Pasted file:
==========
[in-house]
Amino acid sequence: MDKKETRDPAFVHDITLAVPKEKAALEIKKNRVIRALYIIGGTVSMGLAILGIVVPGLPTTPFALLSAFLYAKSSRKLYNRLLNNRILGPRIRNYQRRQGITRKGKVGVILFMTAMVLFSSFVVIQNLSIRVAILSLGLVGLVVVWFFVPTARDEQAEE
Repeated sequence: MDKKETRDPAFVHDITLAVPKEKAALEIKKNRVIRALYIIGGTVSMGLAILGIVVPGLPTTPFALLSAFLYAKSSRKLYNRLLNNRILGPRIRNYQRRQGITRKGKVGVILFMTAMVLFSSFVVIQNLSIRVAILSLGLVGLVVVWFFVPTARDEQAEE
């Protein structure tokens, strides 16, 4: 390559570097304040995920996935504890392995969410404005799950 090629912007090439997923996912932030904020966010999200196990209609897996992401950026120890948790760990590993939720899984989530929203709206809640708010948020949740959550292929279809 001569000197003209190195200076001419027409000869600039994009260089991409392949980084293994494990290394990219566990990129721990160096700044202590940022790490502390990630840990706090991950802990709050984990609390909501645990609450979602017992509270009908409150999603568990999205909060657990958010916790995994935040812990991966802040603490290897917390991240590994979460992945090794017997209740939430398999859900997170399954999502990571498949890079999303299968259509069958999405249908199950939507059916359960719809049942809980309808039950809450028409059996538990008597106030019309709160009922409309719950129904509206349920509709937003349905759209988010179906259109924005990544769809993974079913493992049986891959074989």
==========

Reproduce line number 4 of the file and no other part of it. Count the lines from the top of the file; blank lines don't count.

């Protein structure tokens, strides 16, 4: 390559570097304040995920996935504890392995969410404005799950 090629912007090439997923996912932030904020966010999200196990209609897996992401950026120890948790760990590993939720899984989530929203709206809640708010948020949740959550292929279809 001569000197003209190195200076001419027409000869600039994009260089991409392949980084293994494990290394990219566990990129721990160096700044202590940022790490502390990630840990706090991950802990709050984990609390909501645990609450979602017992509270009908409150999603568990999205909060657990958010916790995994935040812990991966802040603490290897917390991240590994979460992945090794017997209740939430398999859900997170399954999502990571498949890079999303299968259509069958999405249908199950939507059916359960719809049942809980309808039950809450028409059996538990008597106030019309709160009922409309719950129904509206349920509709937003349905759209988010179906259109924005990544769809993974079913493992049986891959074989």